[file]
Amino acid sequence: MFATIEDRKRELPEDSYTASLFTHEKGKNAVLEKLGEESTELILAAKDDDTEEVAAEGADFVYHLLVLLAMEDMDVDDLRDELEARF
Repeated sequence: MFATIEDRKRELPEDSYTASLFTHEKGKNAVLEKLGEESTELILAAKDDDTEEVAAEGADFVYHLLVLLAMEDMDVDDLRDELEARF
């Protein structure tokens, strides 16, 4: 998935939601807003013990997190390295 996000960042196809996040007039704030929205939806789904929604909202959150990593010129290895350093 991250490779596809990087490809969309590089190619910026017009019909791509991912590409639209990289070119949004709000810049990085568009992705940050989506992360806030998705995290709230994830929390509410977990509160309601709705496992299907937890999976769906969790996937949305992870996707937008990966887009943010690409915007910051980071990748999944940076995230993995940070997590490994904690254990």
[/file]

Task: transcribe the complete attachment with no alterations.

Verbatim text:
Amino acid sequence: MFATIEDRKRELPEDSYTASLFTHEKGKNAVLEKLGEESTELILAAKDDDTEEVAAEGADFVYHLLVLLAMEDMDVDDLRDELEARF
Repeated sequence: MFATIEDRKRELPEDSYTASLFTHEKGKNAVLEKLGEESTELILAAKDDDTEEVAAEGADFVYHLLVLLAMEDMDVDDLRDELEARF
């Protein structure tokens, strides 16, 4: 998935939601807003013990997190390295 996000960042196809996040007039704030929205939806789904929604909202959150990593010129290895350093 991250490779596809990087490809969309590089190619910026017009019909791509991912590409639209990289070119949004709000810049990085568009992705940050989506992360806030998705995290709230994830929390509410977990509160309601709705496992299907937890999976769906969790996937949305992870996707937008990966887009943010690409915007910051980071990748999944940076995230993995940070997590490994904690254990």